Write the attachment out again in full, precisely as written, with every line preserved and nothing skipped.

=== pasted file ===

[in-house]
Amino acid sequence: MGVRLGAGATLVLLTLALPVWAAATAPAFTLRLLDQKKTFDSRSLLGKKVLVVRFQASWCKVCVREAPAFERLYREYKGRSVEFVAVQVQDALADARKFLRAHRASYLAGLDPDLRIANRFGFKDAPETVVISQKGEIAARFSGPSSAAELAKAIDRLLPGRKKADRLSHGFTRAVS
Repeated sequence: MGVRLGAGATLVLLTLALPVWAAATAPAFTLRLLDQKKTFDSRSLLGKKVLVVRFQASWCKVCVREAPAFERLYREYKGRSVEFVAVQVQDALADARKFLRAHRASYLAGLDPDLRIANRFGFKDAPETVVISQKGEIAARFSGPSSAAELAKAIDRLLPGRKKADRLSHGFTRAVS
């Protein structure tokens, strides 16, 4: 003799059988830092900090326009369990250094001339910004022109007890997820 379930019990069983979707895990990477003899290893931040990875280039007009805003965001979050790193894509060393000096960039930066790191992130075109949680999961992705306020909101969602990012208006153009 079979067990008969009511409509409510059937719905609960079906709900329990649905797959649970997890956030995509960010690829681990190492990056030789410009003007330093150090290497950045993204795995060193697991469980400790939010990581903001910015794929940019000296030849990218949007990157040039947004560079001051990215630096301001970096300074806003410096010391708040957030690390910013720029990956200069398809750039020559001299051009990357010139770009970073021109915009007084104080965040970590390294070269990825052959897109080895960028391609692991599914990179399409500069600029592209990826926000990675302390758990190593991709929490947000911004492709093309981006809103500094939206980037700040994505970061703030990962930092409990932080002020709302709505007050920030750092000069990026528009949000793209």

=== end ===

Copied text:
[in-house]
Amino acid sequence: MGVRLGAGATLVLLTLALPVWAAATAPAFTLRLLDQKKTFDSRSLLGKKVLVVRFQASWCKVCVREAPAFERLYREYKGRSVEFVAVQVQDALADARKFLRAHRASYLAGLDPDLRIANRFGFKDAPETVVISQKGEIAARFSGPSSAAELAKAIDRLLPGRKKADRLSHGFTRAVS
Repeated sequence: MGVRLGAGATLVLLTLALPVWAAATAPAFTLRLLDQKKTFDSRSLLGKKVLVVRFQASWCKVCVREAPAFERLYREYKGRSVEFVAVQVQDALADARKFLRAHRASYLAGLDPDLRIANRFGFKDAPETVVISQKGEIAARFSGPSSAAELAKAIDRLLPGRKKADRLSHGFTRAVS
């Protein structure tokens, strides 16, 4: 003799059988830092900090326009369990250094001339910004022109007890997820 379930019990069983979707895990990477003899290893931040990875280039007009805003965001979050790193894509060393000096960039930066790191992130075109949680999961992705306020909101969602990012208006153009 079979067990008969009511409509409510059937719905609960079906709900329990649905797959649970997890956030995509960010690829681990190492990056030789410009003007330093150090290497950045993204795995060193697991469980400790939010990581903001910015794929940019000296030849990218949007990157040039947004560079001051990215630096301001970096300074806003410096010391708040957030690390910013720029990956200069398809750039020559001299051009990357010139770009970073021109915009007084104080965040970590390294070269990825052959897109080895960028391609692991599914990179399409500069600029592209990826926000990675302390758990190593991709929490947000911004492709093309981006809103500094939206980037700040994505970061703030990962930092409990932080002020709302709505007050920030750092000069990026528009949000793209």